God so loved the world that she gave us dogs.
The first dog in my life was Teddy. He was a big brown and white collie mix that lived in the barn. He only came into the house occasionally to warm up, when it was really cold outside. My dad had trained him to be a faithful working dog. When it was time for the cows to come back to the barn for evening milking, my dad would yell as loud as he could, “Come, boss,” hoping that the cows would hear him and come home to the barn. Teddy would take that as his cue to run to the pasture or down the lane to the woods to get them. He would find them, gather them together by running around them and barking, and would herd them to the barn.
I was a little afraid of Teddy. I liked to pet him and say, “Nice, Teddy,” but I never dared to give him a really big hug or play with him. He was a very big dog, and I was a very little girl. He died of old age when I was about 5.
Our next dog was Tippy, a mostly black collie mix puppy with white tips on his paws and tail. My dad had hopes of training him to be another cow dog, but my brother Danny and I had other ideas. We trained him to be a playmate. Although he still had to sleep in the barn, Tippy was at our side whenever Danny and I were outside. Unfortunately, after a couple years he was killed by a car speeding down our country road.
The next dog in our lives was Rinny, named after RinTinTin, the german shepherd on TV. Rinny didn’t look like RinTinTin – Rinny was another black and white collie mix. My dad still had hopes of training another cow dog, but Danny and I adopted him as our next playmate, and Rinny never paid much attention to my dad.
While Rinny was still in our lives, a stray german shepherd mix wandered onto the farm and decided to stay a while. I named him Bullet, after my other TV dog hero. Bullet became my dog and Rinny was Danny’s. While we were negotiating that deal, our mom told us about when she sold her dog Mollie for $2 to her brother Helmer. From a practical standpoint, Mollie was still the family dog, and Mom was $2 richer.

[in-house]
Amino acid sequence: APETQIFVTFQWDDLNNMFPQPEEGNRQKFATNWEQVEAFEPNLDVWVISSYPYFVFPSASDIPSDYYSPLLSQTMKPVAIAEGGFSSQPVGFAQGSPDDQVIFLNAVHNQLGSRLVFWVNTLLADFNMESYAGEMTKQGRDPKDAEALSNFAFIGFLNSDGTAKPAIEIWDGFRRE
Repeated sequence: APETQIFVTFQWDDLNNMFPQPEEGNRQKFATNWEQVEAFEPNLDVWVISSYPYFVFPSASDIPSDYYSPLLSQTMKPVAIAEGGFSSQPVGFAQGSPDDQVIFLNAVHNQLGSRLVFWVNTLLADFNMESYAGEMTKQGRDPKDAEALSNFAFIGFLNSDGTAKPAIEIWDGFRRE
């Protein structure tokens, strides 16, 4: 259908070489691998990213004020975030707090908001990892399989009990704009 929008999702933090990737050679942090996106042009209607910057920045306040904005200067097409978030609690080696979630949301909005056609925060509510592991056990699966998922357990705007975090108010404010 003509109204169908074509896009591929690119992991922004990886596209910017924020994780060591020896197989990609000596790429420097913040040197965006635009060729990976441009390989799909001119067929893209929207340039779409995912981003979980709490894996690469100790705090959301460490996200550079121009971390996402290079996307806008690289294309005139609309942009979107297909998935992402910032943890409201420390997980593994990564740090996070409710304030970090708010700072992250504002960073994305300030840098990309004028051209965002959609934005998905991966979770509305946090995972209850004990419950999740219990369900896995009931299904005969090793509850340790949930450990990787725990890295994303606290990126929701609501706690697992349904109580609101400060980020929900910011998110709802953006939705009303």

After a couple years, Rinny suffered the same fate as Tippy. Left alone, Bullet must have been bored when Danny and I were away at school all day, and he wandered off to find another home that needed his love.
Our succession of dogs continued with our own Mollie, a brown collie mix, and Tammy, our first little dog, probably a beagle-terrier mix. By that time my dad was resigned to the fact that any dogs coming into our household would become playmates, not working dogs. That meant it was no longer necessary to get a dog with herding instincts.
As an adult, I lived without a dog in my life until I reached my early 40s. Mim had not grown up with dogs, so she didn’t know how much love they could bring into your life. I finally convinced her I needed a dog when she got a job working nights for the Night Ministry – I didn’t want to be home alone at night in Chicago without a dog. We made a visit to the Anti-Cruelty Society in downtown Chicago, and walked out with a 10-week old blonde collie-golden retriever mix puppy. I named her Megabyte. (I was a computer consultant at the time.) Megabyte was the perfect dog to turn Mim into a dog lover. I knew she was converted when she told me about the homeless man who told her one night that DOG was GOD, just spelled backwards.
Meg was a very affectionate and social dog. She loved to go for walks in the park and loved to play with all the dogs in the neighborhood. We even arranged play dates with Charlee, the puppy down the block who was about the same age. When Mim and I decided to move to Cambridge, we were concerned that Meg might be lonely without all her canine friends, so we made another trip to the Anti-Cruelty Society to adopt a sister for her. We were drawn to a 3-month-old black border collie-spaniel mix. Mim named her Maia. From day one, Maia tried to be the boss, but the two dogs quickly worked out their own rules for sharing the leadership role.
Both Meg and Maia lived well into their teens (their 90s in dog years).
Then came Abbey. You already know a lot about Abbey and all the love she has shared with us and the people who have lived with us. She’s been the perfect caregiver, with plenty of love, gentleness, kindness, and wisdom to share with everyone who has lived in our home.
Yesterday, Abbey went to meet all the rest of the dogs in our family – Teddy, Tippy, Rinny, Bullet, Mollie, Tammy, Megabyte, and Maia – plus many of her cousin dogs and people friends. For the last couple years Abbey has had a slow-growing mass in her brain that has been affecting her ability to walk. It finally got too much for her, and God invited her to come home to heaven. She had fulfilled her purpose on earth very well – teaching all of us more about God’s love than we ever could have imagined without knowing her.
God loved us so much that she gave us Abbey for 8 years
to teach us more about God’s love.
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